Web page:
035: To Boldly Go

Uncommon Sense: the This is True Podcast show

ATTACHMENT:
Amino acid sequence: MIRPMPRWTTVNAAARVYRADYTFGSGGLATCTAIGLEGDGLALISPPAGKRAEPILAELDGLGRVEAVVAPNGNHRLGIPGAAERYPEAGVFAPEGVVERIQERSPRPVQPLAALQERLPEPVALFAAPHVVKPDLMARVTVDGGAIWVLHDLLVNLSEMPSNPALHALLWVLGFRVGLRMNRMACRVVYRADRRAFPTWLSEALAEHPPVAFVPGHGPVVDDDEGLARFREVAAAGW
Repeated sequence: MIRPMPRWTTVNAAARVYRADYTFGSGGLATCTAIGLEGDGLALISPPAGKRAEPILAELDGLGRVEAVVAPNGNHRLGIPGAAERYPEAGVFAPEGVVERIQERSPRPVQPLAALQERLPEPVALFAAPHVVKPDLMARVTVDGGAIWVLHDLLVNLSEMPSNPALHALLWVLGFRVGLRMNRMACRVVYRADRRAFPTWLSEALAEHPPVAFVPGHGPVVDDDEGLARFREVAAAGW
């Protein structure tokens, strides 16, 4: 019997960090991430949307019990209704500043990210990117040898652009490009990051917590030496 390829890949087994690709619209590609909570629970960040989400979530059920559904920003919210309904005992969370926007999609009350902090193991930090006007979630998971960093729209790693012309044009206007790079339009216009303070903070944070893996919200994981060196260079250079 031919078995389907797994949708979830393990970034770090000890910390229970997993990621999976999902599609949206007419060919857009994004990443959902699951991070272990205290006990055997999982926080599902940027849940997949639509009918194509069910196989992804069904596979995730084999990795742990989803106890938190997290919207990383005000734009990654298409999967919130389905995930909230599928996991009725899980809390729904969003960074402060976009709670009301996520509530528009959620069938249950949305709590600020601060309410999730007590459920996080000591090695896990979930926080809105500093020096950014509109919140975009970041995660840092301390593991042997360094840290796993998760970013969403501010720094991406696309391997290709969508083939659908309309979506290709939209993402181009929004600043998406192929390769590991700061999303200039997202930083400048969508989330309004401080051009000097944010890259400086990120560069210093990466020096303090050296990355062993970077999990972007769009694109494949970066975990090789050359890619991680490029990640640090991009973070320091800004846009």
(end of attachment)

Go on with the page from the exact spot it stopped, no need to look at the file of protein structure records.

Summary: In This Episode: To Boldly Go? No, this isn’t about Star Trek, but rather something even better: real life. This is the story of a 9-year-old with Uncommon Sense who was inspired to reach for the stars — and years later inspired a bunch of other kids growing up behind him.<br> <br> <a class="twitter-share-button" href="https://twitter.com/share?ref_src=twsrc%5Etfw">Tweet</a><br> <a href="#transcript">Jump to Transcript</a><br> <a href="https://thisistrue.com/category/podcasts/">How to Subscribe and List of All Episodes</a><br> Show Notes<br> <br> * Hadfield’s quotes are from his book <a href="http://hop2.cc/hadfield">An Astronaut’s Guide to Life on Earth — What Going to Space Taught Me About Ingenuity, Determination, and Being Prepared for Anything</a>.<br> * My blog post about Hadfield’s video and book is <a href="https://thisistrue.com/ground_control_to_major_tom/">Ground Control to Major Tom</a>.<br> <br> <a name="transcript"></a><br> Transcript<br> Welcome to Uncommon Sense. I’m Randy Cassingham.<br> What were you doing when you were 9 years old? I’d like to tell you about a guy who changed his life when he was 9. At the time, I was 10, and we saw the same thing happen. We were both inspired by what we saw, even if we took different paths. And by the way, his path was much more impossible than mine.<br> When Chris was 9, he and his family were at their island summer cottage. They didn’t have a TV set, so when there was something very special coming on, the neighbors invited them in. Chris remembers it with crystal clarity.<br> He said it wasn’t just his family and the neighbors: a lot of folks on this island getaway were there, jamming the living room to watch history being made on TV.<br> Chris said he and his brother, Dave, were together as they watched a grainy low-resolution black and white image of a man climbing down a ladder, and then stepping foot on the moon. It was July 20th, 1969.<br> Despite that low quality image, Chris said much more recently, “I knew exactly what we were seeing: the impossible, made possible.” When astronauts Neil Armstrong and Buzz Aldrin went back into their lunar module after their “impossible” moon walk, Chris and his brother walked back to their own cottage.<br> “I looked up at the moon,” Chris said. “It was no longer a distant, unknowable orb but a place where people walked, talked, worked, and even slept. At that moment, I knew what I wanted to do with my life. I was going to follow in the footsteps so boldly imprinted just moments before. … I knew, with absolute clarity, that I wanted to be an astronaut.”<br> Yeah, well, so did you, probably, if you remember that day. What kid didn’t? But Chris had a barrier to his dream: he was Canadian, and Canada didn’t have a space program. They didn’t have astronauts, and there was no path for a Canadian to become an astronaut. So, Chris said, he “knew, as did every kid in Canada, that it was impossible. Astronauts were American. NASA only accepted applications from U.S. citizens.”<br> On the other hand what did “impossible” mean anymore: he had just witnessed the impossible live on TV. “Neil Armstrong hadn’t let that stop him,” he reasoned. “Maybe someday it would be possible for me to go,” he said, “and if that day ever came, I wanted to be ready.”<br> And that’s what set Chris apart from most of the other kids who watched the moon walk that night. There was no path for him to become an astronaut, so, he said, “I had to imagine what an astronaut might do if he were 9 years old, then do the exact same thing. I could get started immediately.